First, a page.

Head shop moratorium a head-scratcher
Thursday, July 2, 2009
The ban on head shops on Haight Street sounds like a joke. Of course
there are head shops on Haight. Isn't that the whole point for the
home of the Summer of Love?
Nevertheless, the Board of Supervisors unanimously passed a
moratorium Tuesday on new "tobacco paraphernalia establishments" for
at least three years. Not that much will change.
There are an estimated dozen smoke shops along Haight Street with
handcrafted pipes, bongs and bubblers. Really, this isn't so much
about law and order, or preserving the culture of the Haight, but
rather good old profits in dollars and cents.
In February, when a local merchant opened Goodfellas - which one
competitor calls "the Wal-Mart of bongs" - the rest of the smoke
shops began to feel the pinch. If any more of those places opened,
they'd drive the old incense-burning, tie-dyed head shops right out
of business. The result was the moratorium, introduced by Supervisor
But that doesn't solve the underlying problem.
"It's too late," said Mark Faigenbaum, who manages the Into Video
store. "I've been here since 1982 and it has just gotten worse and
worse with stores selling all that hippie crap."
The ordinance is just a symptom of the bigger problem, which is that
the residents of the Haight have to decide what they want to be. Do
they want to gentrify the Haight or hate the gentrification?
I'd say the answer is already clear. Having verged dangerously close
to becoming a hippie theme park, the area is now bustling with
business activity. Families continue to move in with children,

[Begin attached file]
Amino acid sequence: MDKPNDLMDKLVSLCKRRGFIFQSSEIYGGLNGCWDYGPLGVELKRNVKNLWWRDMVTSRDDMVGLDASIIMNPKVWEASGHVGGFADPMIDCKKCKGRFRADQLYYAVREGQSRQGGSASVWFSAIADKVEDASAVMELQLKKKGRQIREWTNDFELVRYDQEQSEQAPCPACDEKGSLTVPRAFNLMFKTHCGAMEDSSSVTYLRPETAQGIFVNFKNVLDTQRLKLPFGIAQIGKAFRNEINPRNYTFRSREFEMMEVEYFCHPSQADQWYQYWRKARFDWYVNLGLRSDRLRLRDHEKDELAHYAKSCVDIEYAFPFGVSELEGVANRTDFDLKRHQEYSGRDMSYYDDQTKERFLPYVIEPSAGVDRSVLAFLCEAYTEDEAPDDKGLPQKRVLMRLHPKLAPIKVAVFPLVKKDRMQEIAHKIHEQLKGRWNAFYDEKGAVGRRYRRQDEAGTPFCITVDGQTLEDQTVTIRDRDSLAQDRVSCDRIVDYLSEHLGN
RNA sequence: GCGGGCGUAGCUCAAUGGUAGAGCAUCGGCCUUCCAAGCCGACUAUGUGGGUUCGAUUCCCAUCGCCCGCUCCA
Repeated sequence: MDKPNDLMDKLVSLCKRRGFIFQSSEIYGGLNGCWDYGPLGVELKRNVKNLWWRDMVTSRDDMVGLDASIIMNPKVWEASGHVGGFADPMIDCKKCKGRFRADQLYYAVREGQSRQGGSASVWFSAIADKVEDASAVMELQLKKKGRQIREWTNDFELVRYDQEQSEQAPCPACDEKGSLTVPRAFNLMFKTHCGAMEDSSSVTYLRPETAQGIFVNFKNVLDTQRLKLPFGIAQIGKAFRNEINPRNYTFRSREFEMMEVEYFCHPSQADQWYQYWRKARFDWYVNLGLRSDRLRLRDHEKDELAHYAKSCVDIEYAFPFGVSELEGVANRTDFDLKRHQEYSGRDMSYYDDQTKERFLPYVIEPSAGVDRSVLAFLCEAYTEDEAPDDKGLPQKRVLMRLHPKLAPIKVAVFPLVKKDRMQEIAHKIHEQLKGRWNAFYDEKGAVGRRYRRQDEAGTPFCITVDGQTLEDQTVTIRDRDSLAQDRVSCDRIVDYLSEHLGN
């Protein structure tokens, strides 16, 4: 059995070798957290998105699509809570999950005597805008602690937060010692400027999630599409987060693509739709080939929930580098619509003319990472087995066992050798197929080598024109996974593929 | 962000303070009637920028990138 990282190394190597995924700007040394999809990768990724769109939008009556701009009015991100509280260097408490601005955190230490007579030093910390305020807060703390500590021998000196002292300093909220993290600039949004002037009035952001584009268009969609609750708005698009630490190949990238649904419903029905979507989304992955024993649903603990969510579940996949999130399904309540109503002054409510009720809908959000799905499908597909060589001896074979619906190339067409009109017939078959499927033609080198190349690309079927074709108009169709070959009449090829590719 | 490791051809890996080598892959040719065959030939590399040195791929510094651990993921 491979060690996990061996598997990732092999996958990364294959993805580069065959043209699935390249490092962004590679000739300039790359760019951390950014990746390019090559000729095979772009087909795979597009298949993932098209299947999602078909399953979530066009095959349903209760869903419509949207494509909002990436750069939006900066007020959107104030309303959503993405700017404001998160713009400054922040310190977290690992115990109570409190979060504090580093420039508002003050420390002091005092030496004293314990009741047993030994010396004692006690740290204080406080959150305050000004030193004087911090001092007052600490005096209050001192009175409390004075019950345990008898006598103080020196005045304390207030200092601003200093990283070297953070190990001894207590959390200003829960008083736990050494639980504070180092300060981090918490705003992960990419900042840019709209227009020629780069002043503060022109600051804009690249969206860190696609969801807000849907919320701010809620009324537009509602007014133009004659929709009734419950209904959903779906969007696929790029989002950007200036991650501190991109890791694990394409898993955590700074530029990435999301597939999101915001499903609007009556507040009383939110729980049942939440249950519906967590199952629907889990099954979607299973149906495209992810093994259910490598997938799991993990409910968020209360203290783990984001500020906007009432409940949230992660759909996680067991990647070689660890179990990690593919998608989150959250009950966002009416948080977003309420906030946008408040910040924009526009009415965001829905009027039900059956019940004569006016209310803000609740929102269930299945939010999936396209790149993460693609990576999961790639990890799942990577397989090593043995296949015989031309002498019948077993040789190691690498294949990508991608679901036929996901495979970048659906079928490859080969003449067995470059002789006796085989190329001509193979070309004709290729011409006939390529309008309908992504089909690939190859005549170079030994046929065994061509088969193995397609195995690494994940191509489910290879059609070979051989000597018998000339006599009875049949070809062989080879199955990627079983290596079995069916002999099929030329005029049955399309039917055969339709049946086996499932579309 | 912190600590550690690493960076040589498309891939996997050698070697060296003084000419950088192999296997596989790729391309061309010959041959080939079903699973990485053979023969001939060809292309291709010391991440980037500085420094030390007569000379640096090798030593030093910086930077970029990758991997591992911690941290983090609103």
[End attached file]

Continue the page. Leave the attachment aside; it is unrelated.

determined to make life in the city work.
There are going to be some tough calls as the Haight moves toward a
vibrant business area, and this is one of them. Goodfellas isn't my
idea of a great addition to the neighborhood, but if it works and
makes money, residents are just going to have to deal with it.
Mirkarimi's legislation says the smoke shops "contribute directly to
numerous problems in the city, including violations of the peace, and
health, safety, and general welfare problems."
That's a nice thought, but let's be honest, the problems on the
sidewalks of the Haight are the seedy-looking guys who are
panhandling, drinking and yelling at tourists.
A better argument is that mega-shops are not in keeping with the
culture of the neighborhood.
"Quite honestly what set everyone off was Goodfellas," said Joey
Cain, president of the Haight Ashbury Neighborhood Council. "This
uber-giant bong shop."
Goodfellas and Puff Puff Pass across the street have shelves of bongs
that stretch from the floor to the rafters. Legally, those products
should not be visible to pedestrians under 18 years of age from the
street, but the displays are so large they are impossible to miss.